Finally, in 2008, an unknown person named Satoshi Nakamoto (Satoshi Nakamoto), published a Bitcoin white paper citing HashCash and Immanence. In fact, Satoshi Nakamoto stated in an email that he learned about insomnia from Dr. Adam Beck. Nakamoto made a big breakthrough by creating a system that could be used, extended, and forked. The Bitcoin network also helped to continue the activities of organizations such as WikiLeaks through the donation of BTC digital currency and strengthened the Cypherpunk movement.

What is the purpose of the cypher punk movement?

The goal of the cypher punk movement

The most important principle mentioned in the cypher punk manifesto is the importance of privacy. They believe:

Privacy is one of the needs of a free society in the digital age and it does not mean hiding. A personal issue is something that a person does not want everyone to know about, but a hidden issue is something that a person does not want even one person to know about. Privacy means that each person voluntarily discloses his identity and information to the world.

The Cypherpunk movement seeks to achieve a society where users can decide whether to hide or reveal their information without government and corporate interference. Many cypherpunks believe that governments have massive amounts of information on citizens, and the revelations of people like Edward Snowden are a confirmation of this. In general, it can be said that the cypher punk movement advocates the non-interference of the government and central banks in monetary transactions and believes that such institutions cannot prevent fraud, embezzlement and money laundering.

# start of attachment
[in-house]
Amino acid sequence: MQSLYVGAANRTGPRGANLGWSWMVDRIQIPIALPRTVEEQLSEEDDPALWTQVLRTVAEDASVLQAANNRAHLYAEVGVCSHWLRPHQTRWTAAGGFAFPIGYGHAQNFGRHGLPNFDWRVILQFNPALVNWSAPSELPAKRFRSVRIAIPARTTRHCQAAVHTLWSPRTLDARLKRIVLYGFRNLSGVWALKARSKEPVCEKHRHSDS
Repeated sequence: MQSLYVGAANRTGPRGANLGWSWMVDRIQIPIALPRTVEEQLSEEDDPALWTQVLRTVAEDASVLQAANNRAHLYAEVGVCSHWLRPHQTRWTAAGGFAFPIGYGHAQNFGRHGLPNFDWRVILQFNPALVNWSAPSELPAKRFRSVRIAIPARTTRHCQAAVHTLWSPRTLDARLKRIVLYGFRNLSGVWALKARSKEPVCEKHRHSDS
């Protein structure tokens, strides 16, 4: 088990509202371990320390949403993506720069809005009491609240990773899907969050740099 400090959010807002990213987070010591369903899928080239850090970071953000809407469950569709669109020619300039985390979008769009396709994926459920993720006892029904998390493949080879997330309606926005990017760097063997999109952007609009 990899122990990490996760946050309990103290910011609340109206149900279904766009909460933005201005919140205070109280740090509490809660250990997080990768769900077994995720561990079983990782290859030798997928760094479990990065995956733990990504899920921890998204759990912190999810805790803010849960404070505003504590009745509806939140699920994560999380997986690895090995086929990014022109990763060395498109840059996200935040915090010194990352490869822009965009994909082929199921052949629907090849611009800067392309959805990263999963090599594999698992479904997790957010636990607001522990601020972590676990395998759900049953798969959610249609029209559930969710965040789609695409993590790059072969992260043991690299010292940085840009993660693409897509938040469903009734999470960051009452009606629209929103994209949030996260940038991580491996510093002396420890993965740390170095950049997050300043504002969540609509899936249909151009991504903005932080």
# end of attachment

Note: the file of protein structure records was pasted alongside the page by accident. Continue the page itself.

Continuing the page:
The role of cypher punk in digital currencies

Despite the fact that the world of digital currencies has grown over the past few years, it seems that privacy concerns have not been addressed as much as they should have been. Many early adopters of Bitcoin thought that their identity would remain completely anonymous, but this is not the case.

To learn more about digital currencies, read the article on the difference between digital currency and cryptocurrency.

Evidence suggests that law enforcement can de-anonymize Bitcoin users during their investigations. But with all this, if we want to see the glass half full, many systems and methods have been developed over the years to increase the privacy of digital currency users. Some of them are:

HD Wallet (HD)

HD based wallet Standard BIP32 built and its main difference from other wallets is the connection between public and private keys. In fact, this type of wallet creates unpredictable and backup-free patterns for private and public keys. These wallets were first introduced by Gregory Maxwell and are mostly used to store Bitcoin and Ethereum.

Circular signature

Ring signature is a digital and encrypted signature that was introduced in 2001 by 3 people named Ron Rivest, Adi Shamir and Yael Tauman. This concept is somewhat similar to multi-signature transactions, except that there is no way to identify the actual signer of the transaction. The original purpose of ring signatures was to reveal confidential information, especially to government officials, without revealing who leaked it. for example, Monroe (Monero), is one of the cryptocurrencies that uses ring signature. In the Monero blockchain, the signatures of all members are collected and then the transaction is confirmed. In this case, no one can tell who the signature belongs to and the identity of the sender remains hidden.

Proof of zero knowledge